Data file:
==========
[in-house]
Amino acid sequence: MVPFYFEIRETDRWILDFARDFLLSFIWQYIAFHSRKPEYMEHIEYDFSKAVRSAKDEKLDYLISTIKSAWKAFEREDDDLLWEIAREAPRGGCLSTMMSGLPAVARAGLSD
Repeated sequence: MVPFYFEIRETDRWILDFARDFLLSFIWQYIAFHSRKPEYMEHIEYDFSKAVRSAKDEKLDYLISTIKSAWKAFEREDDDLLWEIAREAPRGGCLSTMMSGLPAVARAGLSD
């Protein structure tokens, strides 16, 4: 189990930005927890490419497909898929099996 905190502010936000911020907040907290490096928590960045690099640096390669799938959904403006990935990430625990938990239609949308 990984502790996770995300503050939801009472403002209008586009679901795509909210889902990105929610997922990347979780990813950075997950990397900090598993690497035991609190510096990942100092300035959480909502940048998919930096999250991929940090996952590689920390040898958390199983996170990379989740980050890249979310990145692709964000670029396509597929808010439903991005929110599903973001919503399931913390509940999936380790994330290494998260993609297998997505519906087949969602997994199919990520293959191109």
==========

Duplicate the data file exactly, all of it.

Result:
[in-house]
Amino acid sequence: MVPFYFEIRETDRWILDFARDFLLSFIWQYIAFHSRKPEYMEHIEYDFSKAVRSAKDEKLDYLISTIKSAWKAFEREDDDLLWEIAREAPRGGCLSTMMSGLPAVARAGLSD
Repeated sequence: MVPFYFEIRETDRWILDFARDFLLSFIWQYIAFHSRKPEYMEHIEYDFSKAVRSAKDEKLDYLISTIKSAWKAFEREDDDLLWEIAREAPRGGCLSTMMSGLPAVARAGLSD
């Protein structure tokens, strides 16, 4: 189990930005927890490419497909898929099996 905190502010936000911020907040907290490096928590960045690099640096390669799938959904403006990935990430625990938990239609949308 990984502790996770995300503050939801009472403002209008586009679901795509909210889902990105929610997922990347979780990813950075997950990397900090598993690497035991609190510096990942100092300035959480909502940048998919930096999250991929940090996952590689920390040898958390199983996170990379989740980050890249979310990145692709964000670029396509597929808010439903991005929110599903973001919503399931913390509940999936380790994330290494998260993609297998997505519906087949969602997994199919990520293959191109």